Overtone Music Network

a common space & database for harmonic overtones


Just Major Third: Ratio 5:4, 386.3 cents, 115.9 degrees
Pythagorean major third: Ratio 81:64, 407.8 cents, 122.3 degrees
12-TET Major third: Ratio cubic root of 2, 400 cents, 120 degrees

Apart from the octave the two strongest interval functions are the perfect fifth (and its inverse, the perfect fourth) and the major third. Mathematically, these are the reflections of the first three prime number in the harmonic series. That is why the so-called Just Intonation builds upon the octave, factor 2; the perfect fifth, factor 3 and the just major third, factor 5.

The inherent structure that gives rise to the 12 semitones, however, is the so-called Pythagorean Tuning, which is based upon factor 2, the octave and factor 3, the perfect fifth. 12 consecutive fifths approximately correspond to 7 consecutive octaves. However, there is a difference between the result of the generation of fifths and that of the octaves as
(3/2) to the power of 12 = 129.746, while 2 to the power of 7 = 128th
This difference is called the Pythagorean comma and has been described in this article: http://kortlink.dk/f38y

The two tonal systems – Just Intonation and Pythagorean Tuning – have been widely used until the Renaissance.
The Just Major Third must be considered as the ear's reference for purity, since, as indicated it is found directly in the harmonic series as partial #5 (= 80/16).
In Pythagorean Tuning the major third is generated by stacking four perfect fifth intervals:
(3/2) x (3/2) x (3/2) x (3/2) = 81/16.

The ratio between the two versions of the major third is therefore 81:80=1.0125, so there is a discrepancy between the two tones at 1.25%, or 21.5 cents, as it is called in music theory terms. The 12-TET semitone is 100 cents, so the deviation is somewhere in between 1/4 and 1/5 semitone. It is about the same amount of impurity, we find in the Pythagorean Comma (23.46 cents).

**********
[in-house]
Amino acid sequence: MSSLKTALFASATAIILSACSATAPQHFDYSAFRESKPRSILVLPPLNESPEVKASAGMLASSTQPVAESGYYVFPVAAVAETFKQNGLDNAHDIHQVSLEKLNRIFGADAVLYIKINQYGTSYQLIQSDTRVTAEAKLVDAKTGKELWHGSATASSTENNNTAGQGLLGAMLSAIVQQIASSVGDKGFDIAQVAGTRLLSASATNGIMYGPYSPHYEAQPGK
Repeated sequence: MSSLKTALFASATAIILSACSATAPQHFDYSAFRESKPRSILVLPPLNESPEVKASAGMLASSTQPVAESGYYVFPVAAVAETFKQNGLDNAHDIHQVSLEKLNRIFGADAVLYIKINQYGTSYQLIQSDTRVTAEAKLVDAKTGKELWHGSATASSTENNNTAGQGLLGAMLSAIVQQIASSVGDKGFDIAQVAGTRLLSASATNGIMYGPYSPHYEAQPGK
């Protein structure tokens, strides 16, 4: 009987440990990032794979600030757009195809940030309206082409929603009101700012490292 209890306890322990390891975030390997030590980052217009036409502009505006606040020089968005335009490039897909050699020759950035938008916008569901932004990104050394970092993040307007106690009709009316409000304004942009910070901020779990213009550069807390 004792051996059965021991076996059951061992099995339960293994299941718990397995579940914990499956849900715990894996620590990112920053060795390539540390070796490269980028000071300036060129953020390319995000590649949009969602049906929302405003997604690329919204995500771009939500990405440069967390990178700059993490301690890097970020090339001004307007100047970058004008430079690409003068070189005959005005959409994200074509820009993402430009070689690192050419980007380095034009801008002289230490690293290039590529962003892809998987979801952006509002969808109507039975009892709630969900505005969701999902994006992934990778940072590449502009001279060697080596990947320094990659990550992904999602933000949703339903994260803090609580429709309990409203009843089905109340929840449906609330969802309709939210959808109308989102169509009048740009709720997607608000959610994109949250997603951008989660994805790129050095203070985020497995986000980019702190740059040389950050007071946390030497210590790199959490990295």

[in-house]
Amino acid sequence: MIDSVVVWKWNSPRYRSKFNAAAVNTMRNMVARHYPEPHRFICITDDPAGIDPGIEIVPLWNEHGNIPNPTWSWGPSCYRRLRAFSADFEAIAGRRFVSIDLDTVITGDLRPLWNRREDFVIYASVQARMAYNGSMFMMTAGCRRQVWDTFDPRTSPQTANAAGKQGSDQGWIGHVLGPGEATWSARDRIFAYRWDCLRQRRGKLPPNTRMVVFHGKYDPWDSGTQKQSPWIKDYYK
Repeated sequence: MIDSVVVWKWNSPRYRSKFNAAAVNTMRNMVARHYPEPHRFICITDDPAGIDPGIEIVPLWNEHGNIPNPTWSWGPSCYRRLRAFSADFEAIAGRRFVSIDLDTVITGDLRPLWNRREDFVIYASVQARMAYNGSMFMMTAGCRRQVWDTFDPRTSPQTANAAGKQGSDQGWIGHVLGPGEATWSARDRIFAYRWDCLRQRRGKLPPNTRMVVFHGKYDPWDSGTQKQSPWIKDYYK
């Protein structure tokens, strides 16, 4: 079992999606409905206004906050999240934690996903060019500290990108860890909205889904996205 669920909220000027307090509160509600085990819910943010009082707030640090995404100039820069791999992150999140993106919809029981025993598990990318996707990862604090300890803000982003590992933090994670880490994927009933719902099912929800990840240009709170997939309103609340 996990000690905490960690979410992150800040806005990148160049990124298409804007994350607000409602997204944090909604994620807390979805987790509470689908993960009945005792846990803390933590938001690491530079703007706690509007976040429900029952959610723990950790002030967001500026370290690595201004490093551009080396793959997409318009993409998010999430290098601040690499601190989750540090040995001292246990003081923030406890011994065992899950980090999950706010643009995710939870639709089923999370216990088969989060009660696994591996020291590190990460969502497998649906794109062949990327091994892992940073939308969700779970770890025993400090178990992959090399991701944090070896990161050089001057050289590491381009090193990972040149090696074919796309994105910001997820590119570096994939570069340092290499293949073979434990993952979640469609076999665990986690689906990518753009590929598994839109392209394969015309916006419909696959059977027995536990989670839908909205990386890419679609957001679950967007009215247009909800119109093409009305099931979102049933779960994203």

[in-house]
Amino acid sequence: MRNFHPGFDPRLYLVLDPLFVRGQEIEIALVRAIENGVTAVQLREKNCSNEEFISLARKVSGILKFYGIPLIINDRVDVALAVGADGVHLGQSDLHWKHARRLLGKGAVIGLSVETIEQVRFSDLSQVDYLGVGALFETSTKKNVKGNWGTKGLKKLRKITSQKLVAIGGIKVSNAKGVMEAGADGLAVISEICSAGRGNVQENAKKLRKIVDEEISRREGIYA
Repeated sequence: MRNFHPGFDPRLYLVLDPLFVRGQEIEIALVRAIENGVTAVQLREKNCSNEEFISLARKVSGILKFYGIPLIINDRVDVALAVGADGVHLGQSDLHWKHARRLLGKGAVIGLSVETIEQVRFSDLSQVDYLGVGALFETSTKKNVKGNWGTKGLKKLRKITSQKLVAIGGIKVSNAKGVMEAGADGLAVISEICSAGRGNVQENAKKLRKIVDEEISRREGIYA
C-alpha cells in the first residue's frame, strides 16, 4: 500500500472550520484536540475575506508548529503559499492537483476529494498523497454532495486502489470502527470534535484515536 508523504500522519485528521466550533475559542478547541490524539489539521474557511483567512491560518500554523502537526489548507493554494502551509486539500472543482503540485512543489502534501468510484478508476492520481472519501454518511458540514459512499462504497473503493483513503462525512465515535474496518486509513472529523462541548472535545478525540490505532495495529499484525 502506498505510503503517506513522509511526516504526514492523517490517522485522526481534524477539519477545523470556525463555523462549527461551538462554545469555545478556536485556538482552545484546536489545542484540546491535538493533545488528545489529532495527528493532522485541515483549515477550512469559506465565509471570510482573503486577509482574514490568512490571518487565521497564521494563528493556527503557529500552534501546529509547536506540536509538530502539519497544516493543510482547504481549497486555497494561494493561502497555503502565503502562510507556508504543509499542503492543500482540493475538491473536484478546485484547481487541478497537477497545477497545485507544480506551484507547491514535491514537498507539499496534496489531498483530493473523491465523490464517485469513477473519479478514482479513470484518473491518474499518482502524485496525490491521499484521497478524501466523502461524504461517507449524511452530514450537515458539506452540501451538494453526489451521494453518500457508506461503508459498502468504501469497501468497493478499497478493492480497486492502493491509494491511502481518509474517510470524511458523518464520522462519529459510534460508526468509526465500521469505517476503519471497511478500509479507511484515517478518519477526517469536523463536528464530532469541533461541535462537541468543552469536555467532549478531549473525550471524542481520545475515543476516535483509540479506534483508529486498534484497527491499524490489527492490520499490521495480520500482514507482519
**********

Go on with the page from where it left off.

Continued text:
In practical terms this means that the Pythagorean Tuning will be unsuitable for polyphonic music containing third intervals. This is the primary reason that the musicians of the Renaissance brought just tuning into play, but were faced with other problems as the Just Intonation system doesn't sound pure in keys of some distance from the chosen starting point.

These issues formed the basis of experiments with musical temperaments, which in particular flourished in large numbers in the Baroque period, and where we have ended up with total domination of equal temperament/ 12-TET (which was not developed in the Baroque period).

This development has many advantages, primarily the possibility to seamlessly modulate from one key to another, but it has not been a developement without costs. The thirds and sixths of modern keyboards are in the vicinity of 1/7 semitone off, almost as false as the Pythagorean Major Thirds, which were deemed useless by Renaissance musicians.

We have become accustomed to musical impurity or, in other words we have lost the sense of purity.

This content has been seen 110 times

Comment

You need to be a member of OMN to add comments. Sign up, it's free!

Join Overtone Music Network

Sponsored by:

Latest Activity

Johanni Curtet posted events
Sunday
Gonzalo Bolla posted an event
Thumbnail

Seminario Cantos Armónicos (overtone singing) en Barcelona at Barcelona

October 12, 2019 at 10am to October 13, 2019 at 2pm
Este seminario introductorio de dos días es una invitación a que descubras cómo producir los…See More
Oct 11
Aionigma is now in contact with Jens Mügge and Gonzalo Bolla
Oct 10
Aionigma posted a video

Aionigma: Gregorian Overtones

Aionigma performing @ Otto Wagner Church, Vienna 2019
Oct 10
Daniel Pircher left a comment for 'Jens Mügge'
"Hey man (-: wie geht es dir? lang nicht gehört...."
Oct 1
Daniel Pircher is now in contact with Sherden Overtone Choir
Oct 1
2 blog posts by Wolfgang Saus were featured
Sep 28
Aionigma posted photos
Sep 28

© 2007 - 2019   Impressum - Privacy Policy - Sponsored by Yoga Vidya, Germany -   Powered by

 |  Support | Privacy  |  Terms of Service